Horseshoe Crabs on seaweed
horseshoe crabs on seaweed on Block Island—a great habitat since 43% of the Island is protected. © Karine Aigner

Stories in Delaware

Horseshoe Crabs in the Delaware Bay

The annual spawning of horseshoe crabs is an ancient spectacle—and an opportunity to understand and protect the population.

Each spring, the Delaware Bay becomes the site of one of the most spectacular and ancient phenomena in the natural world: the spawning of horseshoe crabs and the flocking of ravenous shorebirds that depend on them. 

On moonlit nights in May and June, thousands of the crabs crawl ashore on Delaware Bay beaches at high tide to lay eggs, as they have for 450 million years. The crabs are sometimes so dense that the water’s edge looks like a road paved with brown shells.

 

wash up along the shore of Block Island in Rhode Island.
Horseshoe Crabs Young horseshoe crabs wash up along the shore of Block Island in Rhode Island. © Karine Aigner

Crabs are Critical for Birds and People 

Horseshoe crab eggs are critical in sustaining birds that migrate up to 10,000 miles each year. The threatened red knot, for example, flies from wintering grounds in South America to the Arctic each spring, stopping in Delaware along the way to fuel up on horseshoe crab eggs. Without the food, the red knot cannot complete its journey. 

While birds like the red knot and ruddy turnstone rely on horseshoe crab eggs for a critical food source, humans also utilize adult horseshoe crabs for two primary purposes. Watermen harvest horseshoe crabs to use as bait for eel and whelks. The crab is also harvested for medical use. Its unique blue blood is used to make a chemical that detects bacterial toxins.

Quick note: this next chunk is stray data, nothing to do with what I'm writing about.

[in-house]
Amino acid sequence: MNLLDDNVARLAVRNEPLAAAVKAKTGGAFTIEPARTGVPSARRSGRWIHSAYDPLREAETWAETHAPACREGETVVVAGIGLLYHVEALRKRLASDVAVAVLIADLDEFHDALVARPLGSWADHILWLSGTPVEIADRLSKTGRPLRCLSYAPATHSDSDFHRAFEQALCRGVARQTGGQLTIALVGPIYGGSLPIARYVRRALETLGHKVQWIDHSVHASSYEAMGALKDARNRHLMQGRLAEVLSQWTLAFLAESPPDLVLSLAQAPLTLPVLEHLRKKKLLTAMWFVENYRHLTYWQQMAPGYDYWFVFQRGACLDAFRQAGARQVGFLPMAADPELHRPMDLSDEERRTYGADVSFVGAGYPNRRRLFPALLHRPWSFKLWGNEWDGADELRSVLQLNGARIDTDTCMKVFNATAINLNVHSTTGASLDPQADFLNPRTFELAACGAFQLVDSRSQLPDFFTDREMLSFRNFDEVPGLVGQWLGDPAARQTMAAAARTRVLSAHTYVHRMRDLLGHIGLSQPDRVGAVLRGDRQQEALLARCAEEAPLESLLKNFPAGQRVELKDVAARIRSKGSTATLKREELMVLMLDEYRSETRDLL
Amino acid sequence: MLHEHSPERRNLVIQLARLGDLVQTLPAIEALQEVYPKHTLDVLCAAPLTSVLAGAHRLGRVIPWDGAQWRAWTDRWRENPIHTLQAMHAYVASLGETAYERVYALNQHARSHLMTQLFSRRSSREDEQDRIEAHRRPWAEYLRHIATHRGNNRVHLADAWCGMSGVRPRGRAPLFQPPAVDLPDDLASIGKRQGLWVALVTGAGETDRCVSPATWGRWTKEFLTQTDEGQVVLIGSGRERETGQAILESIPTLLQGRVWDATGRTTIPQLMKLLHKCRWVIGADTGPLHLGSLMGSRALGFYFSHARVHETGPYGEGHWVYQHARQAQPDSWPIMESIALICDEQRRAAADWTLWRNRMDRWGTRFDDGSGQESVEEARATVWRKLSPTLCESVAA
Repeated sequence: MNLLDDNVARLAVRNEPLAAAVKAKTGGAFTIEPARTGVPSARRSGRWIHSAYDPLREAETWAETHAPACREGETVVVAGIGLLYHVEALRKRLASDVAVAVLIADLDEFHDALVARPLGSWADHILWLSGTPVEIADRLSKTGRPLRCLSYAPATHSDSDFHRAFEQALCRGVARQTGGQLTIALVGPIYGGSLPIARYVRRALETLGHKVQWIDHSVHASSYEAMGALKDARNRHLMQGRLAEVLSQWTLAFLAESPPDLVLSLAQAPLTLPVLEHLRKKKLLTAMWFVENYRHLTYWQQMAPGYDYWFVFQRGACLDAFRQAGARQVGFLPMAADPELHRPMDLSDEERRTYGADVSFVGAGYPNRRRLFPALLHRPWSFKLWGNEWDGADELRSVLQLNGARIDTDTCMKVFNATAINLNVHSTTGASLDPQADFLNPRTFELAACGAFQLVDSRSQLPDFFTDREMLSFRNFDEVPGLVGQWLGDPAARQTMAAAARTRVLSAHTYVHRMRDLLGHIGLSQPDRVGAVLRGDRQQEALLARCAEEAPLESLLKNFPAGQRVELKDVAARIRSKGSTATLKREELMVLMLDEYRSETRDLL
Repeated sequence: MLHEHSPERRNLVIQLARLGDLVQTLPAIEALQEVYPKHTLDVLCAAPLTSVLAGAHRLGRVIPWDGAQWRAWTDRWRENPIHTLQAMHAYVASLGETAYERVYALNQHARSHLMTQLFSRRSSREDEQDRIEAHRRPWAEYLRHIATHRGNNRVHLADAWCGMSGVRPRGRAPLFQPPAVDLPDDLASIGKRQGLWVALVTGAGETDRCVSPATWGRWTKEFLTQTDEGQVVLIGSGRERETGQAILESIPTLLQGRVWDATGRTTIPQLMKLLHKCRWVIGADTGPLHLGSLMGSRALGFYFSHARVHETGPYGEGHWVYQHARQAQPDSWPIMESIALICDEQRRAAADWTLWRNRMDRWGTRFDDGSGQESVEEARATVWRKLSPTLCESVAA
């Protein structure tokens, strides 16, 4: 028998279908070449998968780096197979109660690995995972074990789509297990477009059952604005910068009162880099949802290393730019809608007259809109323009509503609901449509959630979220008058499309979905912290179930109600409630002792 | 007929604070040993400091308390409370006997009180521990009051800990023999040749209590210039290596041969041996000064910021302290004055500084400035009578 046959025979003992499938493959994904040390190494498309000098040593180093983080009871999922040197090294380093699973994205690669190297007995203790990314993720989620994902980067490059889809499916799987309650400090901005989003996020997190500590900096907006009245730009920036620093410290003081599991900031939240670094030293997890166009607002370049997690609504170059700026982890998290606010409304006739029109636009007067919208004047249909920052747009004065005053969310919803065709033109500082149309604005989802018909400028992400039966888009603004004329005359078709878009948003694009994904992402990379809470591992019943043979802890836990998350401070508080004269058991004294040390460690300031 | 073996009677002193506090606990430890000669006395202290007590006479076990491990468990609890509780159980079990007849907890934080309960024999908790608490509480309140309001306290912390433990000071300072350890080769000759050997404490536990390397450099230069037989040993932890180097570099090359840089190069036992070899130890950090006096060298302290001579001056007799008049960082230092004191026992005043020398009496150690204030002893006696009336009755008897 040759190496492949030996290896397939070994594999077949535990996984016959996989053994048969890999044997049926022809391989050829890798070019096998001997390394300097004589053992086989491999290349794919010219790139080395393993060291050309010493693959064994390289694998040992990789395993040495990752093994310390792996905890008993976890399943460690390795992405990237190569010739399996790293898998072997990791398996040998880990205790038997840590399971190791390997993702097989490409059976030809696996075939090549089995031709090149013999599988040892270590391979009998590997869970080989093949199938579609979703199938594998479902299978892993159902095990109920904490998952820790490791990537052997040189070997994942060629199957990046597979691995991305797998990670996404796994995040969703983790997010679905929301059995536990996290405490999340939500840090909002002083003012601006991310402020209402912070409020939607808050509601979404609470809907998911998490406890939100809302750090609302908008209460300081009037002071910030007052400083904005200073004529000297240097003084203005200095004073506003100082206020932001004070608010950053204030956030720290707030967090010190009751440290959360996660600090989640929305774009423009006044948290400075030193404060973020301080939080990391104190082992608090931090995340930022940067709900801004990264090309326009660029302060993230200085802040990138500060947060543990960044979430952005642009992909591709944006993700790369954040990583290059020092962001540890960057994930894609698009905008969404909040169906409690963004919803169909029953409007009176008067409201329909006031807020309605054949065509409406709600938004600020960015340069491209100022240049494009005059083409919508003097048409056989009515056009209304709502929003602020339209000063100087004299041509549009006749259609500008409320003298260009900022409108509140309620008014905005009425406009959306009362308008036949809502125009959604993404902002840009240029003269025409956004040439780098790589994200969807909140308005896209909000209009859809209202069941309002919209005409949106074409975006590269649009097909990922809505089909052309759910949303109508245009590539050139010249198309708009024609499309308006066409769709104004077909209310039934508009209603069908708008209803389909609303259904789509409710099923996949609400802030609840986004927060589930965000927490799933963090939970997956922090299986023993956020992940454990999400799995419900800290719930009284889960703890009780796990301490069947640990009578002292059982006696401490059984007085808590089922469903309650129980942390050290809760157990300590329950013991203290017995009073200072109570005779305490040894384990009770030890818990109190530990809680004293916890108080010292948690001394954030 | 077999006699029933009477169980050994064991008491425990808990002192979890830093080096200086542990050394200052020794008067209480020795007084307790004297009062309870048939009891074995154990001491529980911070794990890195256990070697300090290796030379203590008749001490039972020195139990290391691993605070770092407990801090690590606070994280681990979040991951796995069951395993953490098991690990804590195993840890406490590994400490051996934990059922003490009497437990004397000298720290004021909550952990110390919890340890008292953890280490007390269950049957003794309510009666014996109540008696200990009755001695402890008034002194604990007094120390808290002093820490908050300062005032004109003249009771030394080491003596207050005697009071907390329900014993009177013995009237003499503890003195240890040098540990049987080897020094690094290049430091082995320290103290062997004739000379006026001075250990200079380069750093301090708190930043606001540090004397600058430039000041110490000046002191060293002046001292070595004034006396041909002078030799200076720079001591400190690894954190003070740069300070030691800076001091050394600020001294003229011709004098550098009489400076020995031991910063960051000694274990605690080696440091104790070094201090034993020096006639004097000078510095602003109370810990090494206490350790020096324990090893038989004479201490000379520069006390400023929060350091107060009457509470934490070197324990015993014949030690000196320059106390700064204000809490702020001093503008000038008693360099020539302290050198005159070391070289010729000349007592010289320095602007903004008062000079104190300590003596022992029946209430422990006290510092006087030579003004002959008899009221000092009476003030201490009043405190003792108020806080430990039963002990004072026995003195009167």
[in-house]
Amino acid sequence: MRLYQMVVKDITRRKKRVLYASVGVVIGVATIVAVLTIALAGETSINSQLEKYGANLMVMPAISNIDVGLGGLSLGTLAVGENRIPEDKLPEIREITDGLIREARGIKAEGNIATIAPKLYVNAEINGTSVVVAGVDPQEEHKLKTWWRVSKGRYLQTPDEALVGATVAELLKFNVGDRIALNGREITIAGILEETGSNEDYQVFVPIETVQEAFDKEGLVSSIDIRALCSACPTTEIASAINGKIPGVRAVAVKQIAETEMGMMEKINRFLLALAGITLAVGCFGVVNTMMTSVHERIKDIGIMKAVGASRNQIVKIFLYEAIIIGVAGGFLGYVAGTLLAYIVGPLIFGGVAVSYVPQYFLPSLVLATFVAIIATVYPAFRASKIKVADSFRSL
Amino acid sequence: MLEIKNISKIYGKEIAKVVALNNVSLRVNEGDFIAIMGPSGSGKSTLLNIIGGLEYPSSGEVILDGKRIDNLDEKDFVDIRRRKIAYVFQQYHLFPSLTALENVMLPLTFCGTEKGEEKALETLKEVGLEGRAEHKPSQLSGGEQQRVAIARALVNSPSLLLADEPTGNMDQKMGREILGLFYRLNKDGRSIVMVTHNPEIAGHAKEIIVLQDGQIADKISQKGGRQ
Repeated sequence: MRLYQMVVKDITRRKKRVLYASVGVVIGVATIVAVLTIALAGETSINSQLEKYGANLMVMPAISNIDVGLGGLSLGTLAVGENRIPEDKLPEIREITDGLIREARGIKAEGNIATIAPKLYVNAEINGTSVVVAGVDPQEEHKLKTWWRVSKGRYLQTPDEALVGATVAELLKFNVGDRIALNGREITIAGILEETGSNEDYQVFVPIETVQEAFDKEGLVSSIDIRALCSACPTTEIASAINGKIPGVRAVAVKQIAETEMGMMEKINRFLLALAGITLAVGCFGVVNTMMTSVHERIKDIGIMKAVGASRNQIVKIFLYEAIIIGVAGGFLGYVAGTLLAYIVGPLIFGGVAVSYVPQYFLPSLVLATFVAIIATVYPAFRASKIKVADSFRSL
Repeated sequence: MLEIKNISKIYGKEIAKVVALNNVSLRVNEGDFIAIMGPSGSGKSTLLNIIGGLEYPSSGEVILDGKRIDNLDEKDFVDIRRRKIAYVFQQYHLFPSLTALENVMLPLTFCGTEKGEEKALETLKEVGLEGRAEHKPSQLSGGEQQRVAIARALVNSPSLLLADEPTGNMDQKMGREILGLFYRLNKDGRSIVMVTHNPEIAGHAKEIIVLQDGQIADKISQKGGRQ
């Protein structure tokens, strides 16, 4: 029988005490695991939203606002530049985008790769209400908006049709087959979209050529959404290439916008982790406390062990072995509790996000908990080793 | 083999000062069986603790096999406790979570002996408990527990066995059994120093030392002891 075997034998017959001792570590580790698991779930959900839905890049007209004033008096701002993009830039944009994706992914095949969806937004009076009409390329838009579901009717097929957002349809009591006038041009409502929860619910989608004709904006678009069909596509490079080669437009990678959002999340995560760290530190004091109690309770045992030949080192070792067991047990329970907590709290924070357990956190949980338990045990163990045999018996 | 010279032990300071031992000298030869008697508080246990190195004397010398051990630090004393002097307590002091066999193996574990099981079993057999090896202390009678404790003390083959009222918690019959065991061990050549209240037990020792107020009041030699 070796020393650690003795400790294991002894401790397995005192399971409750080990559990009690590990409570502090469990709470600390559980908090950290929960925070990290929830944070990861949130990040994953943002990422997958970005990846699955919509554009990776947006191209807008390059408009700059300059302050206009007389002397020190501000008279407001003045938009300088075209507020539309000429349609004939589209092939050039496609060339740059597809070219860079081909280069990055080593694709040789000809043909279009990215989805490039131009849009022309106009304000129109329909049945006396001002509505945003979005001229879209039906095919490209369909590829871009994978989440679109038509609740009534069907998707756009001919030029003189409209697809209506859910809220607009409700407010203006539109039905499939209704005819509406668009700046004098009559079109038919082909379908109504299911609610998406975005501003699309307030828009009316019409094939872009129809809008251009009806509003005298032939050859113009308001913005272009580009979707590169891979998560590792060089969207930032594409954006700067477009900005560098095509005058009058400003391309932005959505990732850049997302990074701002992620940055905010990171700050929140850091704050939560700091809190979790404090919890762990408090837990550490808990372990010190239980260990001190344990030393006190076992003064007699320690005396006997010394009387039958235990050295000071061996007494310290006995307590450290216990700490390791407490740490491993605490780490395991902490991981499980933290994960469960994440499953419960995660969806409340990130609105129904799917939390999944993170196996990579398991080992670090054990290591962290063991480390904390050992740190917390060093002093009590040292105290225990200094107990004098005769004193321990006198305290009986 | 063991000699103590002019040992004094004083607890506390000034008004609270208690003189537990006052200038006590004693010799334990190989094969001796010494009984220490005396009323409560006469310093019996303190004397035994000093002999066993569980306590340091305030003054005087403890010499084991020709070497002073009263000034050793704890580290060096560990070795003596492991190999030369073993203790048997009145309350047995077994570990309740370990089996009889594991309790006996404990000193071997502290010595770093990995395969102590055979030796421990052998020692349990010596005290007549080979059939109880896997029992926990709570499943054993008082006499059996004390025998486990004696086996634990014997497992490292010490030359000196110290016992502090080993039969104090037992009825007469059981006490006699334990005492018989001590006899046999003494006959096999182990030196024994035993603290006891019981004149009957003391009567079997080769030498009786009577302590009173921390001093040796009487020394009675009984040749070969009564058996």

A handful of horseshoe crab eggs, which the red knots and other birds feed on.©Erika Nortemann/The Nature Conservancy(CC BY 2.0)
Horseshoe crab eggs A handful of horseshoe crab eggs, which the red knots and other birds feed on. © Erika Nortemann/TNC

Why Count the Crabs?

Some evidence suggests that the crabs are over-harvested in North America, which has led to a harvesting ban in New Jersey and restrictions in Delaware. Knowing how many horseshoe crabs there are helps fisheries managers develop effective policy for managing populations. 

Every May and June, during the evening full and new moon high tides, volunteers count horseshoe crabs at 23 beaches along the shores of the Delaware Bay in both Delaware and New Jersey. This data is used to create the annual Delaware Bay Horseshoe Crab Survey which is utilized by the Atlantic States Marine Fisheries, state agencies and scientists. In New Jersey, The Nature Conservancy participates in the annual census and reports its findings as part of the collective effort. In Delaware, TNC's Milford Neck Preserve provides nearly a mile of undeveloped beachfront that hosts thousands of spawning crabs and hungry shorebirds.

Horseshoe Crabs Spawning horseshoe crabs gather on the beach to lay eggs at the Milford Neck Preserve. © The Nature Conservancy/Katherine Marro

Pitch In

TNC continues to support the horseshoe crab count. However, due to COVID-19, the 2020 Horseshoe Crab surveys have been cancelled. If the situation allows, some government agency and partner staff members may collect data on a few beaches, including at Big Stone Beach, on a limited number of nights.